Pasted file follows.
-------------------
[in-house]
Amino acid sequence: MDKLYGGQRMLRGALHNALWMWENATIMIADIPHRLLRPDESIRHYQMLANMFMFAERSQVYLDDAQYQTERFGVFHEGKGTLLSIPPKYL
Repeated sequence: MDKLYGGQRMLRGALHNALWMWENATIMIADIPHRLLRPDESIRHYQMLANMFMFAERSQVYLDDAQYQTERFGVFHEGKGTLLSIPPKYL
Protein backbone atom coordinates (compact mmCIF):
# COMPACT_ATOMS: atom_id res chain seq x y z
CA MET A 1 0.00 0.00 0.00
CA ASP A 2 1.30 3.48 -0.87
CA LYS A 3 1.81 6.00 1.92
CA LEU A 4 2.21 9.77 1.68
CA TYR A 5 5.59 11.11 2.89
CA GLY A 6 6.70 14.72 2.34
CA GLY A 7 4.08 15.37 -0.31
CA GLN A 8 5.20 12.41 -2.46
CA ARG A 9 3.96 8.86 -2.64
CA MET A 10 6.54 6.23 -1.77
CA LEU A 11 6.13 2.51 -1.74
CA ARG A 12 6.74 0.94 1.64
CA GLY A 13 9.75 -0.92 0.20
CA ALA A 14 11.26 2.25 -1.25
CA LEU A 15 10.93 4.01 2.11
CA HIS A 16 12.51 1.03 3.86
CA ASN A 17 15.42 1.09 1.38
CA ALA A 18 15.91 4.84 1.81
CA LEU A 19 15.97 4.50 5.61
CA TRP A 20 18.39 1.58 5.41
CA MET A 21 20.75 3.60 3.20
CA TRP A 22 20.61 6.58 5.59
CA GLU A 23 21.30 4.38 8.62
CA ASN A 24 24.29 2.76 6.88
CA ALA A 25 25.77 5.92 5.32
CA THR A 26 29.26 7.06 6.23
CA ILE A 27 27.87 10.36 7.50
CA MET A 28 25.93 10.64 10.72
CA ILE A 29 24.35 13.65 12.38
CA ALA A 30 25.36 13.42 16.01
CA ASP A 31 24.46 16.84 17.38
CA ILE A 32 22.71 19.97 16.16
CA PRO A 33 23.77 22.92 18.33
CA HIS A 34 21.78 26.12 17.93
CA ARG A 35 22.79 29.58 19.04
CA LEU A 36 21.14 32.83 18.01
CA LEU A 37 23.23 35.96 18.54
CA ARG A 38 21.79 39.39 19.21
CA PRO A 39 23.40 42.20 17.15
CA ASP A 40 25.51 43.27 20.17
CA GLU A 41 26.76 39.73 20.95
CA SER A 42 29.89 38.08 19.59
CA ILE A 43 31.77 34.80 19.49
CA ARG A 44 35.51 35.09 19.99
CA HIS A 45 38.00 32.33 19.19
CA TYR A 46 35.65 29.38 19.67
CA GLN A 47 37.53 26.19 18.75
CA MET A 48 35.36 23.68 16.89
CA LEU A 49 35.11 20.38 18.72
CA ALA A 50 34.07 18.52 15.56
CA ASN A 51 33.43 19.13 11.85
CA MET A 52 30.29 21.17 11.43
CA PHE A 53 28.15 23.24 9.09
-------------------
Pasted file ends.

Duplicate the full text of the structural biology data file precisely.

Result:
[in-house]
Amino acid sequence: MDKLYGGQRMLRGALHNALWMWENATIMIADIPHRLLRPDESIRHYQMLANMFMFAERSQVYLDDAQYQTERFGVFHEGKGTLLSIPPKYL
Repeated sequence: MDKLYGGQRMLRGALHNALWMWENATIMIADIPHRLLRPDESIRHYQMLANMFMFAERSQVYLDDAQYQTERFGVFHEGKGTLLSIPPKYL
Protein backbone atom coordinates (compact mmCIF):
# COMPACT_ATOMS: atom_id res chain seq x y z
CA MET A 1 0.00 0.00 0.00
CA ASP A 2 1.30 3.48 -0.87
CA LYS A 3 1.81 6.00 1.92
CA LEU A 4 2.21 9.77 1.68
CA TYR A 5 5.59 11.11 2.89
CA GLY A 6 6.70 14.72 2.34
CA GLY A 7 4.08 15.37 -0.31
CA GLN A 8 5.20 12.41 -2.46
CA ARG A 9 3.96 8.86 -2.64
CA MET A 10 6.54 6.23 -1.77
CA LEU A 11 6.13 2.51 -1.74
CA ARG A 12 6.74 0.94 1.64
CA GLY A 13 9.75 -0.92 0.20
CA ALA A 14 11.26 2.25 -1.25
CA LEU A 15 10.93 4.01 2.11
CA HIS A 16 12.51 1.03 3.86
CA ASN A 17 15.42 1.09 1.38
CA ALA A 18 15.91 4.84 1.81
CA LEU A 19 15.97 4.50 5.61
CA TRP A 20 18.39 1.58 5.41
CA MET A 21 20.75 3.60 3.20
CA TRP A 22 20.61 6.58 5.59
CA GLU A 23 21.30 4.38 8.62
CA ASN A 24 24.29 2.76 6.88
CA ALA A 25 25.77 5.92 5.32
CA THR A 26 29.26 7.06 6.23
CA ILE A 27 27.87 10.36 7.50
CA MET A 28 25.93 10.64 10.72
CA ILE A 29 24.35 13.65 12.38
CA ALA A 30 25.36 13.42 16.01
CA ASP A 31 24.46 16.84 17.38
CA ILE A 32 22.71 19.97 16.16
CA PRO A 33 23.77 22.92 18.33
CA HIS A 34 21.78 26.12 17.93
CA ARG A 35 22.79 29.58 19.04
CA LEU A 36 21.14 32.83 18.01
CA LEU A 37 23.23 35.96 18.54
CA ARG A 38 21.79 39.39 19.21
CA PRO A 39 23.40 42.20 17.15
CA ASP A 40 25.51 43.27 20.17
CA GLU A 41 26.76 39.73 20.95
CA SER A 42 29.89 38.08 19.59
CA ILE A 43 31.77 34.80 19.49
CA ARG A 44 35.51 35.09 19.99
CA HIS A 45 38.00 32.33 19.19
CA TYR A 46 35.65 29.38 19.67
CA GLN A 47 37.53 26.19 18.75
CA MET A 48 35.36 23.68 16.89
CA LEU A 49 35.11 20.38 18.72
CA ALA A 50 34.07 18.52 15.56
CA ASN A 51 33.43 19.13 11.85
CA MET A 52 30.29 21.17 11.43
CA PHE A 53 28.15 23.24 9.09